With the pandemic making people even more accustomed to transacting online, ecommerce has become an extremely attractive field, perhaps now more than ever. But this amplified interest in ecommerce leads to a more competitive playing field. Fortunately, whether you already have an existing platform, or are just looking to get into ecommerce, there are simple, yet unique and effective ways you can boost your conversion rates.
Ecommerce by the Numbers
Even before the pandemic, consumers have increasingly begun to lean on the internet for a significant portion of their shopping. And with ongoing restrictions around the world keeping people in their homes, this has only been heightened.
Here’s a quick glimpse at the ecommerce industry by the numbers.
- According to ecommerce market intelligence firm PipeCandy, there are up to 3 million ecommerce companies globally. This even excludes China!
- Excluding those that sell digital goods and services, there are around 500,000 companies selling physical goods online in North America alone.
- Popular ecommerce platform Shopify claims that at least 1 million merchants use their service.
- In 2019, global ecommerce sales reached $3.5 trillion, with $601.7 billion coming from the US alone.
- Amazon was responsible for 38% of the 2019 ecommerce sales in the US – a $30-billion increase from the previous year. You can only imagine how that number has jumped again once the 2020 numbers come in.
- Of Amazon’s 2.5 million sellers worldwide, an estimated 100,000 made at least $100,000 (more than enough to support a family in the US), making it a lucrative endeavor.
Ecommerce conversion rates explained
But before you decide to jump into the world of ecommerce, you need to consider which industries are actually raking it in. Because while global ecommerce numbers have been increasing significantly over the past few years, succeeding in the field isn’t a sure thing. To get a better idea of how you’re actually performing, it’s best to look at industry standards to where where you stand and where you can have the potential for growth.
It’s also important to note that in Google Analytics, ecommerce conversion rate is defined as “The ratio of transactions to sessions, expressed as a percentage.” So a ratio of one transaction every 10 sessions would be an ecommerce conversion rate of 10%.
With that said, here’s a quick glimpse into the Adobe Digital Index 2020 report on consumer electronics, comparing that industry to other sectors.
As you can surmise, and as is corroborated by a separate research by Episerver retail clients, conversion rates are significantly higher where consumers have higher intent, typically when they are actually searching for products as opposed to being referred to or redirected by social media.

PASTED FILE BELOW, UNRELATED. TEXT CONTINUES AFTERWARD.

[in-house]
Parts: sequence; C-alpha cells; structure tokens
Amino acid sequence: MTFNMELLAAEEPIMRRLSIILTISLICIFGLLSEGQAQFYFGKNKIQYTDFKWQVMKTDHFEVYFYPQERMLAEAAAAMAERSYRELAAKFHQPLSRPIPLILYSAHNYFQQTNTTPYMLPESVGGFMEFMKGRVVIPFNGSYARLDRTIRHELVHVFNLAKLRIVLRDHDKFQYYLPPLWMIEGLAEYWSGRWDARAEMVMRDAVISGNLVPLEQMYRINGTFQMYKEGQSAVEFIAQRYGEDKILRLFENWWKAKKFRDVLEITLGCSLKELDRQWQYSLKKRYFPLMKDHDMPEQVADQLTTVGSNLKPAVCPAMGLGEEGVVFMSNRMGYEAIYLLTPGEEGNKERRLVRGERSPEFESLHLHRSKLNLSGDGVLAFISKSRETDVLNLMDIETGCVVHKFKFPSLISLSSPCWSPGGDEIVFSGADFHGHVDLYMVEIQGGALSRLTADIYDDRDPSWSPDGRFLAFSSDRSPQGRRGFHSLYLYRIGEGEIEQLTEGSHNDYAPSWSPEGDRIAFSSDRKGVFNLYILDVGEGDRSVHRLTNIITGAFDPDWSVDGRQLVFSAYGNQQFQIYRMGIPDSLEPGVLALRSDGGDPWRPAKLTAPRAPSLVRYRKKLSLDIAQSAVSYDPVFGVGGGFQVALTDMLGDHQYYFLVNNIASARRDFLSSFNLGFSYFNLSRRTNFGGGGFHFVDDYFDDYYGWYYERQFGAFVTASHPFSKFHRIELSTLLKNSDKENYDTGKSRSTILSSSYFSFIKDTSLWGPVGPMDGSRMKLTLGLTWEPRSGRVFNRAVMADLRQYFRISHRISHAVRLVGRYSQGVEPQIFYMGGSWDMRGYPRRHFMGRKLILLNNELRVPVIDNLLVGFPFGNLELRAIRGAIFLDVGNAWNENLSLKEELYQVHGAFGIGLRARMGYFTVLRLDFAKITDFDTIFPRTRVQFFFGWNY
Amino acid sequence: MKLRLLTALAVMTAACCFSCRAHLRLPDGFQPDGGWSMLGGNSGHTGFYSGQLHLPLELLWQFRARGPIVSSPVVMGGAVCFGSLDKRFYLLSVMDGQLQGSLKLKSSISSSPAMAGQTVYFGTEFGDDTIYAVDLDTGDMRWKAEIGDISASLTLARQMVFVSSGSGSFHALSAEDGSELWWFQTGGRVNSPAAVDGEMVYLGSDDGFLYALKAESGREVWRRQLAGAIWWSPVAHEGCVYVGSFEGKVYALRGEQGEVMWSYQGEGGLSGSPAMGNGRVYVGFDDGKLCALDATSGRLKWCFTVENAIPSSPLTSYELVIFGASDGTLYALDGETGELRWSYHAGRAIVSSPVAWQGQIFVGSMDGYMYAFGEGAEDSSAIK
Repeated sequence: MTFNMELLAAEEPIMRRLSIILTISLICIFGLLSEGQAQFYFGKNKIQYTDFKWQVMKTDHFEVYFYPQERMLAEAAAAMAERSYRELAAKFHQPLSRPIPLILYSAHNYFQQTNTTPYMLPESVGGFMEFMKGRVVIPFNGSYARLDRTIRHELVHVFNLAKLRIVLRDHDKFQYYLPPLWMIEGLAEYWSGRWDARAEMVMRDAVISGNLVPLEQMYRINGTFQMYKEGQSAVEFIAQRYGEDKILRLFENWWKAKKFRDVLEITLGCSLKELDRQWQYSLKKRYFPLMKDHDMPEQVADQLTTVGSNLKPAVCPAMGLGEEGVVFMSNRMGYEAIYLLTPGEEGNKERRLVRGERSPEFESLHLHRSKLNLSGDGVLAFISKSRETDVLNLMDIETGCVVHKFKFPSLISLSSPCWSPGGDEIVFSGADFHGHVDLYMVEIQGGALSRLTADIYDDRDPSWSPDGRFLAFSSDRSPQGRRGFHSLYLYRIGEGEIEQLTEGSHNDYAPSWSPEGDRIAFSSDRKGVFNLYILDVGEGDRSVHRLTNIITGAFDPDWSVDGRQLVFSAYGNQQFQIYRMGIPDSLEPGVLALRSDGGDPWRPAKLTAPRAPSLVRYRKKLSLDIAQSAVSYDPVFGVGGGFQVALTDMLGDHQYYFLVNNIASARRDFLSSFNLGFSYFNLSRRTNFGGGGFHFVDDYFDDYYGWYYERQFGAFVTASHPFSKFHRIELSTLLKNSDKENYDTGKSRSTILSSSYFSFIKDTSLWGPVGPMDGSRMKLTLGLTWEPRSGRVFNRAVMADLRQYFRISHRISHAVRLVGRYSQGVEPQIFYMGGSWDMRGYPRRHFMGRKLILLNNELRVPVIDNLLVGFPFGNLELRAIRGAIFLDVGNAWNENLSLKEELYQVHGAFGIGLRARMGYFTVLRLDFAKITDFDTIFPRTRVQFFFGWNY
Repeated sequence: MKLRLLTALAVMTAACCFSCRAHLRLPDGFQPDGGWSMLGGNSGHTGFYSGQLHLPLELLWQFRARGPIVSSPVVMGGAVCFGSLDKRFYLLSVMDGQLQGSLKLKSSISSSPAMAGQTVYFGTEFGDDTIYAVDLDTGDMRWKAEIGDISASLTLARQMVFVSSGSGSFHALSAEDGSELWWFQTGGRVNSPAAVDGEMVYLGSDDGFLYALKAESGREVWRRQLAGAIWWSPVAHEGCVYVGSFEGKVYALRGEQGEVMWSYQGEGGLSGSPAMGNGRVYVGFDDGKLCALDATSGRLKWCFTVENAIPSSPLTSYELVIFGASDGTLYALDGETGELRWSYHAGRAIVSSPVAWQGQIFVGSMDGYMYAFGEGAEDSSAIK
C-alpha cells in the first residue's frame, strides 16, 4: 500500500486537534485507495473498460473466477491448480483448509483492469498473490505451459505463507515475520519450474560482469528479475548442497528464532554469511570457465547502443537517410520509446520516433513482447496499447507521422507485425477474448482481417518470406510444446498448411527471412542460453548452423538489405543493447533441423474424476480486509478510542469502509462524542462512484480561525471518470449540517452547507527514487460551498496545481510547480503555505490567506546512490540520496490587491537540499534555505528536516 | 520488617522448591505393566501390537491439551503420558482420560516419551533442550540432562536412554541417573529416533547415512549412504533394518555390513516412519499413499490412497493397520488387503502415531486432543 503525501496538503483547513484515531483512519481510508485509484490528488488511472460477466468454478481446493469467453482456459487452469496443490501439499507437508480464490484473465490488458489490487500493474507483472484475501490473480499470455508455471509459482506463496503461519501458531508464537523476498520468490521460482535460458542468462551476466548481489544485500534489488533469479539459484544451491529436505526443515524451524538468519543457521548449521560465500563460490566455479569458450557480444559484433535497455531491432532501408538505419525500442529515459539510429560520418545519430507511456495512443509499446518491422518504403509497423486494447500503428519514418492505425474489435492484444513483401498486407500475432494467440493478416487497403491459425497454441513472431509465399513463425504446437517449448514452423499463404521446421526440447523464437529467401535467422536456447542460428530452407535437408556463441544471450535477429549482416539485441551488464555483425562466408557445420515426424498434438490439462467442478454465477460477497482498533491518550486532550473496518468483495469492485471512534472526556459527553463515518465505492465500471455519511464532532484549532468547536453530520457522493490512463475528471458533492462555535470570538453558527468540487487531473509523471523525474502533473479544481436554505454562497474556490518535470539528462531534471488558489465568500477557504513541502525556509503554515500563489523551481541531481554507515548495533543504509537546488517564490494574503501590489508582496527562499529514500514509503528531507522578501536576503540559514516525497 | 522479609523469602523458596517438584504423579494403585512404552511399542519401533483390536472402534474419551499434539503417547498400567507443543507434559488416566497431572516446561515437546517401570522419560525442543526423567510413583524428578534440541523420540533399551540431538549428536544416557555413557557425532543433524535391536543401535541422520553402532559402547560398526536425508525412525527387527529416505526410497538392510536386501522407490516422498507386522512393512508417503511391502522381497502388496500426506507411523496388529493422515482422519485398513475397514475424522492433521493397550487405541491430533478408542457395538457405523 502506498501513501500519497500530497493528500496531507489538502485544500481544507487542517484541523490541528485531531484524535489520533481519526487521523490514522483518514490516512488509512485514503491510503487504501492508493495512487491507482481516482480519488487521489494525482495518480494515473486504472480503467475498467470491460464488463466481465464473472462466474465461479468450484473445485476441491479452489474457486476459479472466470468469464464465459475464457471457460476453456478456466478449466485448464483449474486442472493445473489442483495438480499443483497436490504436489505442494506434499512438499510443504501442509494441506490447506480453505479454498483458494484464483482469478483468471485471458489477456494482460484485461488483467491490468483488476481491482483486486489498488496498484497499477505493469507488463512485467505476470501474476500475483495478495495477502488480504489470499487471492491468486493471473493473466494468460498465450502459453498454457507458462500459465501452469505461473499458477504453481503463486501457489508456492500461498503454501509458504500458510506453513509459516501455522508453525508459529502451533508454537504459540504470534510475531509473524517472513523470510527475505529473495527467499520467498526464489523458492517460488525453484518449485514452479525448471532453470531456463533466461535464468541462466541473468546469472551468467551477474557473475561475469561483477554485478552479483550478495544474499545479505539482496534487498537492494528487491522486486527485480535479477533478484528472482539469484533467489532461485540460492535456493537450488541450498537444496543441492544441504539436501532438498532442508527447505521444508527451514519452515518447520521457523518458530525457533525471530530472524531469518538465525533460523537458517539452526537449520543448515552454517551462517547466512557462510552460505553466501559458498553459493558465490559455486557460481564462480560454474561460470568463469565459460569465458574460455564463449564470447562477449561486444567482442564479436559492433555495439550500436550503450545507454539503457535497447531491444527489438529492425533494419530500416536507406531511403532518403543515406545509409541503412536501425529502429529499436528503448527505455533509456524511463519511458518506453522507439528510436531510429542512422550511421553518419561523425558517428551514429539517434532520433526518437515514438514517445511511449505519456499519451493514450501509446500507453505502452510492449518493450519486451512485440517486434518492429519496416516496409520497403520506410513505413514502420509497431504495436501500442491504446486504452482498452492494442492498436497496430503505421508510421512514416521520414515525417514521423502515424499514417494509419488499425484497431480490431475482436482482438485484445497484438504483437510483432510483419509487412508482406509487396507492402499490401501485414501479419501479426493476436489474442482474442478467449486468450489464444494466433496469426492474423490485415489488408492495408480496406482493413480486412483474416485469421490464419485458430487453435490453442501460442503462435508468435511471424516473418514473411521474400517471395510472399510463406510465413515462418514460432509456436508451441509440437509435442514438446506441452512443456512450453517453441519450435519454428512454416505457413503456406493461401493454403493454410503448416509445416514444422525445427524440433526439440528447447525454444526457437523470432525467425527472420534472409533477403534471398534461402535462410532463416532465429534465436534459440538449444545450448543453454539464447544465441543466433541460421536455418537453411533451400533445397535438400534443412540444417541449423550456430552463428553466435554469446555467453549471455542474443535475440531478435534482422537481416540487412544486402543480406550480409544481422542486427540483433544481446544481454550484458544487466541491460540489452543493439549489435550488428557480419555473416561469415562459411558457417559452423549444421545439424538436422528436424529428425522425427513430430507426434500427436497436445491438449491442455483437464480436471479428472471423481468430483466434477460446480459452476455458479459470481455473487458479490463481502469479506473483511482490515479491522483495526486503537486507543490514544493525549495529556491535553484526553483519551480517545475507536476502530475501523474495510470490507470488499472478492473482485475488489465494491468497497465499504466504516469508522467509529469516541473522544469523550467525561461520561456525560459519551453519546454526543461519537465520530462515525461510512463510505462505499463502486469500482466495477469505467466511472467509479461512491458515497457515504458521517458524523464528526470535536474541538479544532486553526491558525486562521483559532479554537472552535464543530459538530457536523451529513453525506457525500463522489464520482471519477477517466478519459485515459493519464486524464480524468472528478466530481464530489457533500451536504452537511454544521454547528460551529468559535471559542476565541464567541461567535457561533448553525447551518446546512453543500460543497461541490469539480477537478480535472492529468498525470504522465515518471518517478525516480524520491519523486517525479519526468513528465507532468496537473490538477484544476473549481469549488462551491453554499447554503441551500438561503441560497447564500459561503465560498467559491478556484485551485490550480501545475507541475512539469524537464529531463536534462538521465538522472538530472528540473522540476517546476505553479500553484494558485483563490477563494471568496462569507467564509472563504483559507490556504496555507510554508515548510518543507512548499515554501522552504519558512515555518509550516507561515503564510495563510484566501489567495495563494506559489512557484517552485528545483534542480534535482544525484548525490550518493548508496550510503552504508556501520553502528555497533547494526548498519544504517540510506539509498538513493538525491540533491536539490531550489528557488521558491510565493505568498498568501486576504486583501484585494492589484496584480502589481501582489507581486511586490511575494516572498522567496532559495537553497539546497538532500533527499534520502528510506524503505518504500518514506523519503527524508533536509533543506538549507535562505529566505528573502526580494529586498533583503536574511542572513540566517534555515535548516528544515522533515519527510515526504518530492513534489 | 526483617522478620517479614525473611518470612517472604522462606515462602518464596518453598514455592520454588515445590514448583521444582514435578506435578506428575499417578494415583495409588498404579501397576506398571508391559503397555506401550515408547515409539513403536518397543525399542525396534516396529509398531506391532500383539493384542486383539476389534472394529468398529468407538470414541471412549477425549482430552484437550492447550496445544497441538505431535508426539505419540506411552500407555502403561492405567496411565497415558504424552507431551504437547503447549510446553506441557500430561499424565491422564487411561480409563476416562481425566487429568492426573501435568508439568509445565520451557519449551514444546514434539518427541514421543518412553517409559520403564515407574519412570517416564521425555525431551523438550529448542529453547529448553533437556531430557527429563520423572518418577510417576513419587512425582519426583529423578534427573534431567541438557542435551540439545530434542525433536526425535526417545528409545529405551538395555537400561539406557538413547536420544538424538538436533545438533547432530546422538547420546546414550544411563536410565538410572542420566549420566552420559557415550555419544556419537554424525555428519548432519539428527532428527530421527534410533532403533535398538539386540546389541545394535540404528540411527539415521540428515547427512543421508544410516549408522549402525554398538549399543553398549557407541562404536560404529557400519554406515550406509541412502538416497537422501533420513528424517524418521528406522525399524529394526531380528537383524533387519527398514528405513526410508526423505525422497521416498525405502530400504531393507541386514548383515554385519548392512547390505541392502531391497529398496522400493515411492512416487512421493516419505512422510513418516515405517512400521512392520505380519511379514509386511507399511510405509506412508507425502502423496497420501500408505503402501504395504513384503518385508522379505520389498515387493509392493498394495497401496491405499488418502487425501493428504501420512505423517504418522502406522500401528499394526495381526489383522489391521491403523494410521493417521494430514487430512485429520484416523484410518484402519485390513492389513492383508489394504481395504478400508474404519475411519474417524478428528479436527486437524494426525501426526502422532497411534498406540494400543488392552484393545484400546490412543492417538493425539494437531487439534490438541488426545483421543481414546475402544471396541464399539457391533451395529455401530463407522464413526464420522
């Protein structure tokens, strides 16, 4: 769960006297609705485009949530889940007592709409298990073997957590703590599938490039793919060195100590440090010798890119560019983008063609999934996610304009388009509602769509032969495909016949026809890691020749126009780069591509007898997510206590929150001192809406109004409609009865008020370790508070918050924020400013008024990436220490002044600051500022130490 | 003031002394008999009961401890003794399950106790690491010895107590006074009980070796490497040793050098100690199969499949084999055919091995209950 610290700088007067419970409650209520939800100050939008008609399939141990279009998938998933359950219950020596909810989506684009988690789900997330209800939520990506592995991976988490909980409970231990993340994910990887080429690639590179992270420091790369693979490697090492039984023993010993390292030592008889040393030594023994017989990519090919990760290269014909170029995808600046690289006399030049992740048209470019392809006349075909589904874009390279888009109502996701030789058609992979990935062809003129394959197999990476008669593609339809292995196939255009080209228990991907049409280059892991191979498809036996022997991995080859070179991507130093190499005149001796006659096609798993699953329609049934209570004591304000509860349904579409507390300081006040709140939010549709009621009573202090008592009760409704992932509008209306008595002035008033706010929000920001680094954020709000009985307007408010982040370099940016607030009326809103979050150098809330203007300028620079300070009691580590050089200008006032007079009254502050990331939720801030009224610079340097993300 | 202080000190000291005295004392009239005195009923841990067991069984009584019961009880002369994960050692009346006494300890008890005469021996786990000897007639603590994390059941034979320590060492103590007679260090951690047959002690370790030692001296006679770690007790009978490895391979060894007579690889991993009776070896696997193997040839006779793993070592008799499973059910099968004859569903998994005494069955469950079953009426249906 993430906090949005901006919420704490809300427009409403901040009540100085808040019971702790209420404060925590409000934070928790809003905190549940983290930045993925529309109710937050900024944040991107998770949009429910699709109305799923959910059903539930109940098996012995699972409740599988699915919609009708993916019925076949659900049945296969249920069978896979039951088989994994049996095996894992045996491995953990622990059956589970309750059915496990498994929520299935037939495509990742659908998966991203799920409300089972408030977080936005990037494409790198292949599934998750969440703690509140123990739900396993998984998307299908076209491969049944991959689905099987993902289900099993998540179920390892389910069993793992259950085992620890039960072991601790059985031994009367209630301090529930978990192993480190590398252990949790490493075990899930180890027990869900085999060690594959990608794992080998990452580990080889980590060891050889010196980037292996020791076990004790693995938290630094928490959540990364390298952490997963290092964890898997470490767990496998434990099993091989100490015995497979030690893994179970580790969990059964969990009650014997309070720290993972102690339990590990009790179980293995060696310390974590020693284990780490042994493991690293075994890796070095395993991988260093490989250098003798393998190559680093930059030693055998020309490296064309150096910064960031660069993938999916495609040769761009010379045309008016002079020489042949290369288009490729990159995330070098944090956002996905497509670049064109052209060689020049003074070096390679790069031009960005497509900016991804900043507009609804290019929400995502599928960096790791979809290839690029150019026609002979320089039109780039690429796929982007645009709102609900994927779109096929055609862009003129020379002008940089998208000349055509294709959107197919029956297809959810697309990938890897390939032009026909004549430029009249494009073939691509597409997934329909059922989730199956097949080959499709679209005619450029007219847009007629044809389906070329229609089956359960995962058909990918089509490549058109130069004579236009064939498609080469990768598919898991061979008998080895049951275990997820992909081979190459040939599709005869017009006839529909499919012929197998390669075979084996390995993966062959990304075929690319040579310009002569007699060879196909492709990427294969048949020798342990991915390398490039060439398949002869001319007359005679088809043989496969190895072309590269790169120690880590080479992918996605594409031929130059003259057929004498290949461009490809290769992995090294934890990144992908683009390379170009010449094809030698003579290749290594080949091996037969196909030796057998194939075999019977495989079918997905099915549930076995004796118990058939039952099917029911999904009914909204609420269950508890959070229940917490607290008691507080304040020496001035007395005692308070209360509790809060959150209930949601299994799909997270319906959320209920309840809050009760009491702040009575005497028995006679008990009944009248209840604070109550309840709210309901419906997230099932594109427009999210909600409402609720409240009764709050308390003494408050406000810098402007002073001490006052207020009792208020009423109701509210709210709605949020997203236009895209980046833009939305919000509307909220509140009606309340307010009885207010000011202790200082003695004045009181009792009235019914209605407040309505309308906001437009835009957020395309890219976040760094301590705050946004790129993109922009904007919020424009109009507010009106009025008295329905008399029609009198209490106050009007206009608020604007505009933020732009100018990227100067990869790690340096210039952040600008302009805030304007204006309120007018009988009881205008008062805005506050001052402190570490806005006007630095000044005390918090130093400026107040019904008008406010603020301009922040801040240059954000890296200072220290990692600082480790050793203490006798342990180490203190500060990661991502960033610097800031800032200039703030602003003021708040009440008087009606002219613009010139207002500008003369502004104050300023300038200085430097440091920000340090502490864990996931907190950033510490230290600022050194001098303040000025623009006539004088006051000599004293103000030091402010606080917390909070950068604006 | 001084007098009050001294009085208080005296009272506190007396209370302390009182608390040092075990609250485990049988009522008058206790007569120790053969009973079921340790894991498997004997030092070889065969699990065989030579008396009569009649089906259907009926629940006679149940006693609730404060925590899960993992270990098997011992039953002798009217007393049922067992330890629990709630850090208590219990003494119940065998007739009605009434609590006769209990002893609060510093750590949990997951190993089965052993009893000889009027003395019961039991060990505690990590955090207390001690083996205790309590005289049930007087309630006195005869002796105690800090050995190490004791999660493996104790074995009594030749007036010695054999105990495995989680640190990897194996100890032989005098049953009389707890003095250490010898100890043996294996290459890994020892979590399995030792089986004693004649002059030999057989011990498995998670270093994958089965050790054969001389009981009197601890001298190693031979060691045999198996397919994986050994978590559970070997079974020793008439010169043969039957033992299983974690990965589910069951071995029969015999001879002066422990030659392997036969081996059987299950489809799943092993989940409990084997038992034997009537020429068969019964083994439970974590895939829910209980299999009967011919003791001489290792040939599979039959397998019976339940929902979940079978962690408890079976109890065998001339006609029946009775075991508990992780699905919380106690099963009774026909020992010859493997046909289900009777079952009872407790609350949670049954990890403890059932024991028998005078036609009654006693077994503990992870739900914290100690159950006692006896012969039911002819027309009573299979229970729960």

Additionally, when looking at ecommerce conversion rates, it’s important to consider which devices your customers are using when transacting with you. Globally, the average order value on a desktop, according to Monate, is 55% higher than on a mobile phone.
This can be attributed to the fact that consumers use desktops when they’re looking for more information, with mobile devices typically used for browsing and on-the-go transactions. Below are some of the other reasons for what experts are calling the “m-commerce gap.”
Of course, when it comes to ecommerce conversion rates, there are virtually endless factors you can consider to improve yours – from which channels customers are coming from, to the ecommerce funnel. But the above gives you an idea of what some of the surface factors can be.
Unique and effective ways to boost ecommerce conversion rates
Make your site search and recommendations features robust
A mobile ecommerce study by Baymard found that site search was the preferred method for finding products. In spite of this, 70% of searches were unable to return relevant products to users. If you’re not able to provide what your users are looking for, even if you’re carrying the productst they want, how can you expect to convert?
To address this, install an advanced search engine thatcan not only help users find what they’re looking for, it can also point them toward products they might be interested in as Coach does with their search function.
Sometimes, even just indicating what exactly users can search for in your search box can help, as Red Bubble does below:
Of course, we’ve all seen the recommendations below product pages, showing similar products or products “you might be interested in.” These should take into account users past activity, purchase history, and other relevant data. Not only will this improve your conversions, it’ll also lead to a better user experience.
How many times have you added something to cart only to abandon it later because you found the checkout process to be too complicated? You’re not alone, as 68% of shopping carts are being abandoned.
Understanding the importance of one-click buying is one of the reasons why Amazon is the king of ecommerce. Users want to get what they want when they want it, and they want it done as simply as possible.